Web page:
In Uncategorized on 06/24/2016 at 21:22

Courts aren’t infallible (and I can hear my colleagues one Bloody Mary ahead of me saying “You can say that again, chum”), but there are two main judicial errors to compare and contrast in this evening’s chat. These are harmless error and prejudicial error.

Prejudicial error is what keeps appellate judges in business. They call the off-sides, legs before wicket and suchlike, that deprive one party of a truly fair shake.

It’s the other I wish to speak of just now.

Yes, the Judge let in evidence she shouldn’t have, or the Judge left out evidence he should have let in, but at close of play the party making the squawk got a fair shake.

Now Judge James S. (“Big Jim”) Halpern confronts what to do post-decision when an expert witness’ testimony was admittedly false. The case is AD Investment 2000 Fund LLC, Community Media, Inc., A Partner Other Than The Tax Matters Partner, et al., Docket No. 9177-08, filed 6/24/16. And if this seems to jog your memory, it jogged mine.

See my blogpost “Haber-Dashery,” 11/19/15.

This is one of the celebrated immunologist James (“Little Jim”) Haber’s Bialystoks. For those who tuned in late, a Bialystok (noun form) is a deal where the counterparty is guaranteed a huge recognized loss offset by an equally huge unrecognized gain. I call it so in honor of the celebrated producer Max Bialystok, whose deals, if they made any money, would land Max in jail.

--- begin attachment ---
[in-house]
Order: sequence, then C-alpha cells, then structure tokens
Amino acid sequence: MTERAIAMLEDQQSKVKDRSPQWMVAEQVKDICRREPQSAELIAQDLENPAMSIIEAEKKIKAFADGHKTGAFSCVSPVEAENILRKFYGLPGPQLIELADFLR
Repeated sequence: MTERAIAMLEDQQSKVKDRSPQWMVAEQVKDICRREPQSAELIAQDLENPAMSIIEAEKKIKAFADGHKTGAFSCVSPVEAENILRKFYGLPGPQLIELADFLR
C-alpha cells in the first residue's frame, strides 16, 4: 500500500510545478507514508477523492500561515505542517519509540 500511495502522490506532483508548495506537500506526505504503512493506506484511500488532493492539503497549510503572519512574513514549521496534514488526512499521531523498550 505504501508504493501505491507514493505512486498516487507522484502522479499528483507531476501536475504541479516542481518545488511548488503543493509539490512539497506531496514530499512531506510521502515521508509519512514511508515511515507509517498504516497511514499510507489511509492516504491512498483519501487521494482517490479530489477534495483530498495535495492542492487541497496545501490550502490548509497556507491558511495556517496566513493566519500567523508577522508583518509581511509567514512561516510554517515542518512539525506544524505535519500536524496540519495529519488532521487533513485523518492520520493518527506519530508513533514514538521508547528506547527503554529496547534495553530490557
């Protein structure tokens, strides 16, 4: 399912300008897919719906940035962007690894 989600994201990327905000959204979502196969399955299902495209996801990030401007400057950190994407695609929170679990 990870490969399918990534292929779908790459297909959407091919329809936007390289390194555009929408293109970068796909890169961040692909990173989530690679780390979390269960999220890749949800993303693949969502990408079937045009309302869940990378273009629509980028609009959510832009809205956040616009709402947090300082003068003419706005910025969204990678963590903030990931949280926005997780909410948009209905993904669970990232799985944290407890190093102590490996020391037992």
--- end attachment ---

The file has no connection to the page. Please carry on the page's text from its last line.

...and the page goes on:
Well, here one of the IRS’s expert witnesses, whom I’ll call Murph, was a wee bit casual about his resume and the cases in which he had testified.

When Murph was shown up post-trial as a Fibber First Class, “(W)e concluded that his report did not accord with the requirements of Rule 143(g), Tax Court Rules of Practice and Procedure, addressing expert witnesses and we excluded it. Rule 143(g)(2) provides that an expert’s testimony will be excluded for failure to comply with Rule 143(g) unless the failure is shown to be due to good cause and unless the failure does not unduly prejudice the opposing party. Since [Murph] has already testified, we cannot at this point not allow him to testify. Petitioners argue that, in the present cases, [Murph]’s testimony was material and that the Court’s decisions in these cases should be vacated.” Order, at p. 1.

As the late great Ed MacMahon would have said “How material was it?”

That’s what Judge Big Jim wants to know.

IRS is down with vacating the prior decisions and going into Murph’s credentials.

Judge Big Jim has a lengthy laundry list of questions for petitioners and IRS, but the bottom line is simple: had Murph not testified at all, would there have been any evidence that Little Jim’s mix-and-match was anything other than a Bialystok?

And if all the remaining evidence was that the deal was a Bialystok, what does Judge Big Jim do?

Harmless error?

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